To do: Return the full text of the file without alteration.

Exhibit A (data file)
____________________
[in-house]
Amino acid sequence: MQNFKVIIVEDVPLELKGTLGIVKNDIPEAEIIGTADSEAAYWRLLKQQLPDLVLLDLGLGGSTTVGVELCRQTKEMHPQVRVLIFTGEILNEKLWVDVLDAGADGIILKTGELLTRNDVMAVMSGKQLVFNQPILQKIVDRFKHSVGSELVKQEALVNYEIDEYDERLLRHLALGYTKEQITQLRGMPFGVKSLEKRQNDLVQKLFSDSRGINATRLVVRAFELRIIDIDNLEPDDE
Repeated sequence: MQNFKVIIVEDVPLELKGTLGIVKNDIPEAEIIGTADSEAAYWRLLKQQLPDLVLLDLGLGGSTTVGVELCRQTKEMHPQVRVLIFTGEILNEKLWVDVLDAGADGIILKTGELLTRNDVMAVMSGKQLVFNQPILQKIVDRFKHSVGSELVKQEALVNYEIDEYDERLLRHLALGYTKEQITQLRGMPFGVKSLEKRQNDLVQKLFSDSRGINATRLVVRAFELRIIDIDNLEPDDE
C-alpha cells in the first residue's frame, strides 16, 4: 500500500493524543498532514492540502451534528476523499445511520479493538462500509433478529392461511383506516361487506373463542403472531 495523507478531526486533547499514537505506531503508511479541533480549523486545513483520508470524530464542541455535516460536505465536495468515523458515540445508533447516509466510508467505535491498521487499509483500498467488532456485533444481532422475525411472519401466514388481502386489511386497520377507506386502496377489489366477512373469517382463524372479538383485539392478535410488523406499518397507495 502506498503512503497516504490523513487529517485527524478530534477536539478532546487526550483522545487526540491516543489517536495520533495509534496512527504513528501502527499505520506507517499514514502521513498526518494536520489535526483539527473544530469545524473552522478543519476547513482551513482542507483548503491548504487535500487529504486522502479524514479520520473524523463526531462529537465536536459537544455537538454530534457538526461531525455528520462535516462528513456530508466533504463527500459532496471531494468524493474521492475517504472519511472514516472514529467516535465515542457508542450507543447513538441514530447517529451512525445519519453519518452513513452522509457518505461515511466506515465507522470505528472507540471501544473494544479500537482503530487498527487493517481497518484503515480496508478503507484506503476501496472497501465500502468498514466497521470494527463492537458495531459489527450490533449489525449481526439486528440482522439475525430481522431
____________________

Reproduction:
[in-house]
Amino acid sequence: MQNFKVIIVEDVPLELKGTLGIVKNDIPEAEIIGTADSEAAYWRLLKQQLPDLVLLDLGLGGSTTVGVELCRQTKEMHPQVRVLIFTGEILNEKLWVDVLDAGADGIILKTGELLTRNDVMAVMSGKQLVFNQPILQKIVDRFKHSVGSELVKQEALVNYEIDEYDERLLRHLALGYTKEQITQLRGMPFGVKSLEKRQNDLVQKLFSDSRGINATRLVVRAFELRIIDIDNLEPDDE
Repeated sequence: MQNFKVIIVEDVPLELKGTLGIVKNDIPEAEIIGTADSEAAYWRLLKQQLPDLVLLDLGLGGSTTVGVELCRQTKEMHPQVRVLIFTGEILNEKLWVDVLDAGADGIILKTGELLTRNDVMAVMSGKQLVFNQPILQKIVDRFKHSVGSELVKQEALVNYEIDEYDERLLRHLALGYTKEQITQLRGMPFGVKSLEKRQNDLVQKLFSDSRGINATRLVVRAFELRIIDIDNLEPDDE
C-alpha cells in the first residue's frame, strides 16, 4: 500500500493524543498532514492540502451534528476523499445511520479493538462500509433478529392461511383506516361487506373463542403472531 495523507478531526486533547499514537505506531503508511479541533480549523486545513483520508470524530464542541455535516460536505465536495468515523458515540445508533447516509466510508467505535491498521487499509483500498467488532456485533444481532422475525411472519401466514388481502386489511386497520377507506386502496377489489366477512373469517382463524372479538383485539392478535410488523406499518397507495 502506498503512503497516504490523513487529517485527524478530534477536539478532546487526550483522545487526540491516543489517536495520533495509534496512527504513528501502527499505520506507517499514514502521513498526518494536520489535526483539527473544530469545524473552522478543519476547513482551513482542507483548503491548504487535500487529504486522502479524514479520520473524523463526531462529537465536536459537544455537538454530534457538526461531525455528520462535516462528513456530508466533504463527500459532496471531494468524493474521492475517504472519511472514516472514529467516535465515542457508542450507543447513538441514530447517529451512525445519519453519518452513513452522509457518505461515511466506515465507522470505528472507540471501544473494544479500537482503530487498527487493517481497518484503515480496508478503507484506503476501496472497501465500502468498514466497521470494527463492537458495531459489527450490533449489525449481526439486528440482522439475525430481522431